South Korea on Sunday signed a deal with the US to raise its contribution to the upkeep of American troops here by 8.2 per cent this year.
Top negotiators of the two sides inked the agreement in Seoul, under which South Korea will pay 1.03 trillion won ($890 million) for the operation of the 28,500-strong US Forces Korea (USFK), up from 960 billion won in 2018, reports Yonhap News Agency.
Foreign Minister Kang Kyung-wha met Timothy Betts, the top US delegate to the Special Measures Agreement (SMA) talks, minutes before the signing ceremony.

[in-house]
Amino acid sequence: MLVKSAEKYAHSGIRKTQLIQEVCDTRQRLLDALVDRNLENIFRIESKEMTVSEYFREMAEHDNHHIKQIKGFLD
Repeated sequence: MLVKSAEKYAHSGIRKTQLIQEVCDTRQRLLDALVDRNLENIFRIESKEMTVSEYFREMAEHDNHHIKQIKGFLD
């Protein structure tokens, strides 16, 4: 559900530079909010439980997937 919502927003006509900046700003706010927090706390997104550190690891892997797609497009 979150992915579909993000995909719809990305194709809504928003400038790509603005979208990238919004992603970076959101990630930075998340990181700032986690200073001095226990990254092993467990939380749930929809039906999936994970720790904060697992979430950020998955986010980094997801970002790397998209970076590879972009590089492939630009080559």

Kang said the latest SMA negotiations were a "very long process but ultimately a very successful process".
Betts emphasised the importance of the alliance for peace and stability in the region.
The US has reaffirmed that there will be no change in American troop levels in South Korea.
The previous agreement signed in 2014 expired at the end of 2018.
South Korea has shared the financial burden for USFK since the early 1990s. The funds are used to cover the wages of South Korean workers at USFK bases, construction and logistical support.
Meanwhile, a group of progressive activists staged a rally on Sunday in front of the Foreign Ministry against the deal, claiming it would increase Seoul's burden excessively.
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